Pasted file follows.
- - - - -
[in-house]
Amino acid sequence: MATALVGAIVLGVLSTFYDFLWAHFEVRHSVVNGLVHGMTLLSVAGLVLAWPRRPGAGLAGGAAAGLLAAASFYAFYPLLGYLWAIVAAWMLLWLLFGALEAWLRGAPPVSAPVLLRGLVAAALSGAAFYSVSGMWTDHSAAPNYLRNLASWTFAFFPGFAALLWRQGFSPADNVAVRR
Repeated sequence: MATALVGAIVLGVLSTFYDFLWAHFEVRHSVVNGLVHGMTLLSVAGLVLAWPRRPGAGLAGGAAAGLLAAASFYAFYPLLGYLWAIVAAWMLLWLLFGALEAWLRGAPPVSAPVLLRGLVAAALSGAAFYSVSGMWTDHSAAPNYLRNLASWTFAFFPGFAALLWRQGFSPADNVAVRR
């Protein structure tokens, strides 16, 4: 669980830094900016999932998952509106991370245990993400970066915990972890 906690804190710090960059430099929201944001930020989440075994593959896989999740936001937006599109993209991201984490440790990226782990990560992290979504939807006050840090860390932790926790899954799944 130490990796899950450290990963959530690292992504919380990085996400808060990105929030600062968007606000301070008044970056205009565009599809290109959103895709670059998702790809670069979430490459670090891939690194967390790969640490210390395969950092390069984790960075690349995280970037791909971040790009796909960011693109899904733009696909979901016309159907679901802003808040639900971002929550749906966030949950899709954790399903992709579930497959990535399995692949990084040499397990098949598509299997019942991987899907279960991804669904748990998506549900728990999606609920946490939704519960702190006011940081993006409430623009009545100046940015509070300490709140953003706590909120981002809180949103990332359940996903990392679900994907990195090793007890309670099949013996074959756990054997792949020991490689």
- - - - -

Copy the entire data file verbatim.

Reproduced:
[in-house]
Amino acid sequence: MATALVGAIVLGVLSTFYDFLWAHFEVRHSVVNGLVHGMTLLSVAGLVLAWPRRPGAGLAGGAAAGLLAAASFYAFYPLLGYLWAIVAAWMLLWLLFGALEAWLRGAPPVSAPVLLRGLVAAALSGAAFYSVSGMWTDHSAAPNYLRNLASWTFAFFPGFAALLWRQGFSPADNVAVRR
Repeated sequence: MATALVGAIVLGVLSTFYDFLWAHFEVRHSVVNGLVHGMTLLSVAGLVLAWPRRPGAGLAGGAAAGLLAAASFYAFYPLLGYLWAIVAAWMLLWLLFGALEAWLRGAPPVSAPVLLRGLVAAALSGAAFYSVSGMWTDHSAAPNYLRNLASWTFAFFPGFAALLWRQGFSPADNVAVRR
């Protein structure tokens, strides 16, 4: 669980830094900016999932998952509106991370245990993400970066915990972890 906690804190710090960059430099929201944001930020989440075994593959896989999740936001937006599109993209991201984490440790990226782990990560992290979504939807006050840090860390932790926790899954799944 130490990796899950450290990963959530690292992504919380990085996400808060990105929030600062968007606000301070008044970056205009565009599809290109959103895709670059998702790809670069979430490459670090891939690194967390790969640490210390395969950092390069984790960075690349995280970037791909971040790009796909960011693109899904733009696909979901016309159907679901802003808040639900971002929550749906966030949950899709954790399903992709579930497959990535399995692949990084040499397990098949598509299997019942991987899907279960991804669904748990998506549900728990999606609920946490939704519960702190006011940081993006409430623009009545100046940015509070300490709140953003706590909120981002809180949103990332359940996903990392679900994907990195090793007890309670099949013996074959756990054997792949020991490689």